Corey Kluber is returning to Texas to pitch for the Rangers.
The two-time Cy Young Award winner will leave it to others to say whether his hometown team has its next ace.
"I think having a starting pitcher you can rely on every fifth day to give your team a chance to win, keep you in the ballgame, I think that stuff carries just as much weight," Kluber said Tuesday, two days after the Rangers acquired him in a trade with Cleveland that sent outfielder Delino DeShields and reliever Emmanuel Clase to the Indians.
"As far as expecting myself to be a No. 1 starter, I feel like if you do that stuff in between starts and you prepare yourself and you do the things I talked about, I think that stuff just kind of falls in line. But that's not what I set out to do."
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Kluber missed most of last season after breaking his right forearm when he was struck by a line drive during a start at Miami. The 33-year-old came close to returning to the Indians' rotation but injured an oblique during a minor league rehab appearance that ended his comeback.
Rangers general manager Jon Daniels characterized it as a blessing in disguise after Kluber pitched at least 200 innings in five straight seasons, capped by three consecutive trips to the playoffs from 2016-18 for the right-hander.
"It was a very trying season for me," Kluber said. "Looking back on it now, the way I feel now, I guess I kind of buy into that, that it was probably not the worst thing in the world for me as far as the future goes."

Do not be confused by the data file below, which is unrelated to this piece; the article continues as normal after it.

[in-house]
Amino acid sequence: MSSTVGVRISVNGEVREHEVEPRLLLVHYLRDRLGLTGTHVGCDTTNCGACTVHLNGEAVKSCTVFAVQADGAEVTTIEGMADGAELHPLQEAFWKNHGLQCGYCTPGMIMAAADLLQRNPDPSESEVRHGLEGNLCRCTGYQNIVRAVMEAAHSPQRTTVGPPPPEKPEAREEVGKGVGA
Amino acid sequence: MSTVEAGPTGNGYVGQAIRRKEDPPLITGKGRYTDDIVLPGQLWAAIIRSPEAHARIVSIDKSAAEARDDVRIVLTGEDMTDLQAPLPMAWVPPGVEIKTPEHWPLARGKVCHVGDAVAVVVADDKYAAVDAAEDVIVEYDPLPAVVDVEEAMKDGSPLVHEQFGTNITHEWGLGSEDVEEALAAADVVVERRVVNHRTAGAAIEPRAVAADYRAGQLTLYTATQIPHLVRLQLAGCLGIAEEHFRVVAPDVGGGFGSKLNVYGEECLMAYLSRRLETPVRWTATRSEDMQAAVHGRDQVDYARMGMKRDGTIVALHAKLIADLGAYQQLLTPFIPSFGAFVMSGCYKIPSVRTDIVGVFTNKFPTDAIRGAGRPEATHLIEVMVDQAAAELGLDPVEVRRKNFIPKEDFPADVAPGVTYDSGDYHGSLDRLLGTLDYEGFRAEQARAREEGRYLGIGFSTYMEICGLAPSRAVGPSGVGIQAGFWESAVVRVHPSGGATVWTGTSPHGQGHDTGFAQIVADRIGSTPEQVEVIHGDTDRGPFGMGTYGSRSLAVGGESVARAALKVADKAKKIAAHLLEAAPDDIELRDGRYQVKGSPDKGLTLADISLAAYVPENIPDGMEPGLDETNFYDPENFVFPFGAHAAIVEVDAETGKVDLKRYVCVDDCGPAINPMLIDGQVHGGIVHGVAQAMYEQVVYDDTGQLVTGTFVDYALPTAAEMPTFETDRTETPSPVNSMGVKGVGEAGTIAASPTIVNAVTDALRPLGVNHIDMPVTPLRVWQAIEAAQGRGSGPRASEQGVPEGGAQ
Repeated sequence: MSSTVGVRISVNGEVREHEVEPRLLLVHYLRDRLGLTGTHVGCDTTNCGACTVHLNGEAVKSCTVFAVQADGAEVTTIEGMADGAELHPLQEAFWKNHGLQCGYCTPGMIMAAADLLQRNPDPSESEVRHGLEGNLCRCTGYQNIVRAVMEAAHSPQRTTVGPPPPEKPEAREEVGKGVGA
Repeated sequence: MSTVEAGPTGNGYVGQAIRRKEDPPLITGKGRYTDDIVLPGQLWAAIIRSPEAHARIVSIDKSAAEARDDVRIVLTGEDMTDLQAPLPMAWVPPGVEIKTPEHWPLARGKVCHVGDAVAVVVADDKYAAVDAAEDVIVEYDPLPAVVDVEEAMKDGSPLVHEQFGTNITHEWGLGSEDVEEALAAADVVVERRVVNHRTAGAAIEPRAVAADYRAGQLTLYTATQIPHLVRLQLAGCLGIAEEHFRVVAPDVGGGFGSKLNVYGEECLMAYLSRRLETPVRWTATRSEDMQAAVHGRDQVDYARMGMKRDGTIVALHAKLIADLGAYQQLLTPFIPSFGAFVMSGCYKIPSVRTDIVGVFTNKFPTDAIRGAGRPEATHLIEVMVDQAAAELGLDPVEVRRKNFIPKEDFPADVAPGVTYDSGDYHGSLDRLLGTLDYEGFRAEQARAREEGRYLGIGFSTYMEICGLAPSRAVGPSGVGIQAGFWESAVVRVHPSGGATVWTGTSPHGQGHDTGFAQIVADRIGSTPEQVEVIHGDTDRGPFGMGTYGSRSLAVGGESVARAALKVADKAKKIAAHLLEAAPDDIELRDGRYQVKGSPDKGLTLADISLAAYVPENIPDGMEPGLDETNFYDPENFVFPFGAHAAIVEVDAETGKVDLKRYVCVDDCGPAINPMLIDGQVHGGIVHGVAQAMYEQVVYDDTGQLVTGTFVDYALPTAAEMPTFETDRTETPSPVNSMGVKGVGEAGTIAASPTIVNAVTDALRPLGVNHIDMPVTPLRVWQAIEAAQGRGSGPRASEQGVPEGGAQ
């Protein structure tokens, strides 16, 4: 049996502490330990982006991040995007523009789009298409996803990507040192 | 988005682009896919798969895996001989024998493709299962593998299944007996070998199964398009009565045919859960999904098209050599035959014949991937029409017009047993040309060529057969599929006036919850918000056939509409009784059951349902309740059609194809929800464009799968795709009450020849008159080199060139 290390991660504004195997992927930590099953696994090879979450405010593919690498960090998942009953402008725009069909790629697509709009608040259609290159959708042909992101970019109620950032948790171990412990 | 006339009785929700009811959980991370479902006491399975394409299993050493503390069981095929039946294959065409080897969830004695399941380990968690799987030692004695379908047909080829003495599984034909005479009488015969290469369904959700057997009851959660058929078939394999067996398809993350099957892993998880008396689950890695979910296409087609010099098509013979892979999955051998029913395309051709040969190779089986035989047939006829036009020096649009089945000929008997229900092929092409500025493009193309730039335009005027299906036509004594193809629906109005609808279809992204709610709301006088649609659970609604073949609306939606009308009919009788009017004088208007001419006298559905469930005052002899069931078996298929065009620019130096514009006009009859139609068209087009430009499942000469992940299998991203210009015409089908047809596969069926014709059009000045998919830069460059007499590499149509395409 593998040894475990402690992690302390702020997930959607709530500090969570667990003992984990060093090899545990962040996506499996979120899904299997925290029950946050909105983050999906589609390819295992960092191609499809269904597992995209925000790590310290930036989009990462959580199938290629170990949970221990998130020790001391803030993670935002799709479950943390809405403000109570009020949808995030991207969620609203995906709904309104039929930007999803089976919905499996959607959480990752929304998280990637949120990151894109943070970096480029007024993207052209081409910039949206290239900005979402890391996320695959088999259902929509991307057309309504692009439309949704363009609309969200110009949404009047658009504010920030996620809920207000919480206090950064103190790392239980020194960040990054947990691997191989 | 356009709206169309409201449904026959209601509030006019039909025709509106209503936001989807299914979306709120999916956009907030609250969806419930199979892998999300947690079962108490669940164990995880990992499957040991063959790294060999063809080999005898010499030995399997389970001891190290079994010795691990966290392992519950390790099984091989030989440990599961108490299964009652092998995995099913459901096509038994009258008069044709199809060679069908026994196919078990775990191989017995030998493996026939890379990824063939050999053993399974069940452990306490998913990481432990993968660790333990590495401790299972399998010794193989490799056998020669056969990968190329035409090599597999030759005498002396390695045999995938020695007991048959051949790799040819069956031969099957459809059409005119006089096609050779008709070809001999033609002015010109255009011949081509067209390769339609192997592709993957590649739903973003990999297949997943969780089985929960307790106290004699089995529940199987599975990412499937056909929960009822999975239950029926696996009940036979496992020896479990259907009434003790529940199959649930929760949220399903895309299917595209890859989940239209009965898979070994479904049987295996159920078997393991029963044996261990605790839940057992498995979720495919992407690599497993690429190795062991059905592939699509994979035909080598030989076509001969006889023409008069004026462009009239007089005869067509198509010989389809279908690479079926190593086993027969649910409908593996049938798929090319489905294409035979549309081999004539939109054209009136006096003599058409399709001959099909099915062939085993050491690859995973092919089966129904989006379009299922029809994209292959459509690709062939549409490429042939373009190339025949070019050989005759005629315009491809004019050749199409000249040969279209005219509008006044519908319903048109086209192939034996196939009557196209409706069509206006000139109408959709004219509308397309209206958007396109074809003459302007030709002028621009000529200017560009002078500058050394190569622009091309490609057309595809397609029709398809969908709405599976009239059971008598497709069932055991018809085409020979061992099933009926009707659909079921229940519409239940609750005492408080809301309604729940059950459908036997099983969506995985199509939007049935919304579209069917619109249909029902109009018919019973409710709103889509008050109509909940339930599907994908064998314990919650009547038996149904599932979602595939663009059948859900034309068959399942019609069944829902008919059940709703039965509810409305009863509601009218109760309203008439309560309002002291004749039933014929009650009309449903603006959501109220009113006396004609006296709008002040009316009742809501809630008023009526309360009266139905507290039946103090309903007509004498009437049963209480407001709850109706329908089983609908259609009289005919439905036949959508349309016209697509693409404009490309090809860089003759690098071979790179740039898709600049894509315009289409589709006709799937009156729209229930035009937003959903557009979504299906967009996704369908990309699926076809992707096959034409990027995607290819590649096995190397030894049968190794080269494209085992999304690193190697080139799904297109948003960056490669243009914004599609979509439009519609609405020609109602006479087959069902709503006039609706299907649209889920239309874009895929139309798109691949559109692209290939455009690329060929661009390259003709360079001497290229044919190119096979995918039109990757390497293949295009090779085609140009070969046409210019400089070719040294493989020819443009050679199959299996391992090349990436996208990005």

Kluber blossomed into one of baseball's best pitchers starting with his first Cy Young season in 2014, when he went 18-9. The second came three years later, with an 18-4 record and AL-leading 2.25 ERA. Kluber was a 20-game winner the year before his injury-shortened season.
"We fully believe that he can get back to somewhat what he used to be," manager Chris Woodward said. "And if he's anywhere near what he used to be, he's absolutely an ace."
Kluber joins a rotation with two solid options in All-Star left-hander Mike Minor and hard-throwing righty Lance Lynn. The Rangers had already signed two free agent right-handers in Jordan Lyles and Kyle Gibson before adding Kluber.
While Kluber is joining the team he grew up watching, it won't be in the same ballpark.
The Rangers are moving into Globe Life Field, a $1.2 billion retractable-roof stadium across the street from Globe Life Park. Texas' home for 26 seasons also was where Kluber watched the Rangers when he was a high schooler in the Dallas suburb of Coppell, and where he pitched three times for the Indians.
"I think it's excitement in the sense that it's new," said Kluber, whose career record is 98-58 with a 3.16 ERA. "It's a place you've never been before, things like that. Once it gets down to it and you're pitching, you're in the games, I don't take that into account much."
Texas moves into the new ballpark coming off three straight losing seasons, the club's longest sub-.500 stretch in 16 years. But expectations are climbing with a rotation led by Kluber, Minor and Lynn and an offense hoping for a full season from young slugger Joey Gallo.
The Indians picked up Kluber's $17.5 million contract option for 2020 immediately after last season. Because Kluber was dealt, his $18 million club option for 2021 would become guaranteed if he pitches 160 innings this season.
Kluber said he's ahead of schedule with his throwing program simply because he missed so much of last season and wanted to start his regular throwing earlier. He's been on that plan for about a month and a half.
"I feel really good," Kluber said. "I'm excited about where I am physically right now."